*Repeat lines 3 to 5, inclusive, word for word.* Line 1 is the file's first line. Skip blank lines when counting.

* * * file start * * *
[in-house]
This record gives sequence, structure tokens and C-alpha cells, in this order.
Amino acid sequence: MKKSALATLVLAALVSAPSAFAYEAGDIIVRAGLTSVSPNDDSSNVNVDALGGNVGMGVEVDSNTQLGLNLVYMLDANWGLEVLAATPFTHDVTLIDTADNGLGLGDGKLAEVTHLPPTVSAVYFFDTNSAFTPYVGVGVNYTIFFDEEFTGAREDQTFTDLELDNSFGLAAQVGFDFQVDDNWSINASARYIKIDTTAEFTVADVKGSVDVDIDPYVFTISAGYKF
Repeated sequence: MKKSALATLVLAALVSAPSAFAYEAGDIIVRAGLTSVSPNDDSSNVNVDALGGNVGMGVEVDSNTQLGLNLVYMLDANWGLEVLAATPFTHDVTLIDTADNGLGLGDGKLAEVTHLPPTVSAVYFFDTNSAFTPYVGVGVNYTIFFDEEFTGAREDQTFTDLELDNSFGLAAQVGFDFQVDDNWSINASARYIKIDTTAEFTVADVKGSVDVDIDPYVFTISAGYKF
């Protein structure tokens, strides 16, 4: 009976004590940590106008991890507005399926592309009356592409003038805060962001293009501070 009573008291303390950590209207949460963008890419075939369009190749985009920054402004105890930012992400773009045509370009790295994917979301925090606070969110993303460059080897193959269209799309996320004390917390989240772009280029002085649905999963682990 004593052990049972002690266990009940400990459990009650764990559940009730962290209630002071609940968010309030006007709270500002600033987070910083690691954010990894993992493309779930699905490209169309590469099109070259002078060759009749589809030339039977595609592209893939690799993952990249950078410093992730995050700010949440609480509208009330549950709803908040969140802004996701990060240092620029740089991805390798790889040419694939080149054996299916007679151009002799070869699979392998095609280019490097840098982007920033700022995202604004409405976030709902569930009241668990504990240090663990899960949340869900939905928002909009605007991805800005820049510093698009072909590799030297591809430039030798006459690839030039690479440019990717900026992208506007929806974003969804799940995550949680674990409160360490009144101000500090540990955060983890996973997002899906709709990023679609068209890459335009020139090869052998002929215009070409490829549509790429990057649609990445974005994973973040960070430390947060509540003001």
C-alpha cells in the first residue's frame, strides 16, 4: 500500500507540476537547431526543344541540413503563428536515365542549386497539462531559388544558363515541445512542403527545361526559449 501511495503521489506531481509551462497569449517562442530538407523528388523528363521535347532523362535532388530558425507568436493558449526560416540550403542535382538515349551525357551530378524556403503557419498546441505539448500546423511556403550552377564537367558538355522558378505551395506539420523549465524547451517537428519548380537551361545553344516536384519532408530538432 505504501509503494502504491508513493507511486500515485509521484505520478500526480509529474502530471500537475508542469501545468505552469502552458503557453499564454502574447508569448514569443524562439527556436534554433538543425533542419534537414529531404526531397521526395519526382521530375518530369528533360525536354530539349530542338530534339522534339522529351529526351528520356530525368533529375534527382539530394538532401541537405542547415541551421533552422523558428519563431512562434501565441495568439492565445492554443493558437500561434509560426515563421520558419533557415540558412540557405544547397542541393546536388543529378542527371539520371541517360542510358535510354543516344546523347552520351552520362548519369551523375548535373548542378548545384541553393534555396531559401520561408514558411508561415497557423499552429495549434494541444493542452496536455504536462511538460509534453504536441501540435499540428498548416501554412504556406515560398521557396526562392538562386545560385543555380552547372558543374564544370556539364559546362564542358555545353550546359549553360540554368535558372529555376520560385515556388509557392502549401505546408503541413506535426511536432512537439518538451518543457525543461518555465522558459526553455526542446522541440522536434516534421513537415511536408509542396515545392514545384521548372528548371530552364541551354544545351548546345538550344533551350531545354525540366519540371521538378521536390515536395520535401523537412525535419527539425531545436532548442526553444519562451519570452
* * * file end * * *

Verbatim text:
Amino acid sequence: MKKSALATLVLAALVSAPSAFAYEAGDIIVRAGLTSVSPNDDSSNVNVDALGGNVGMGVEVDSNTQLGLNLVYMLDANWGLEVLAATPFTHDVTLIDTADNGLGLGDGKLAEVTHLPPTVSAVYFFDTNSAFTPYVGVGVNYTIFFDEEFTGAREDQTFTDLELDNSFGLAAQVGFDFQVDDNWSINASARYIKIDTTAEFTVADVKGSVDVDIDPYVFTISAGYKF
Repeated sequence: MKKSALATLVLAALVSAPSAFAYEAGDIIVRAGLTSVSPNDDSSNVNVDALGGNVGMGVEVDSNTQLGLNLVYMLDANWGLEVLAATPFTHDVTLIDTADNGLGLGDGKLAEVTHLPPTVSAVYFFDTNSAFTPYVGVGVNYTIFFDEEFTGAREDQTFTDLELDNSFGLAAQVGFDFQVDDNWSINASARYIKIDTTAEFTVADVKGSVDVDIDPYVFTISAGYKF
């Protein structure tokens, strides 16, 4: 009976004590940590106008991890507005399926592309009356592409003038805060962001293009501070 009573008291303390950590209207949460963008890419075939369009190749985009920054402004105890930012992400773009045509370009790295994917979301925090606070969110993303460059080897193959269209799309996320004390917390989240772009280029002085649905999963682990 004593052990049972002690266990009940400990459990009650764990559940009730962290209630002071609940968010309030006007709270500002600033987070910083690691954010990894993992493309779930699905490209169309590469099109070259002078060759009749589809030339039977595609592209893939690799993952990249950078410093992730995050700010949440609480509208009330549950709803908040969140802004996701990060240092620029740089991805390798790889040419694939080149054996299916007679151009002799070869699979392998095609280019490097840098982007920033700022995202604004409405976030709902569930009241668990504990240090663990899960949340869900939905928002909009605007991805800005820049510093698009072909590799030297591809430039030798006459690839030039690479440019990717900026992208506007929806974003969804799940995550949680674990409160360490009144101000500090540990955060983890996973997002899906709709990023679609068209890459335009020139090869052998002929215009070409490829549509790429990057649609990445974005994973973040960070430390947060509540003001």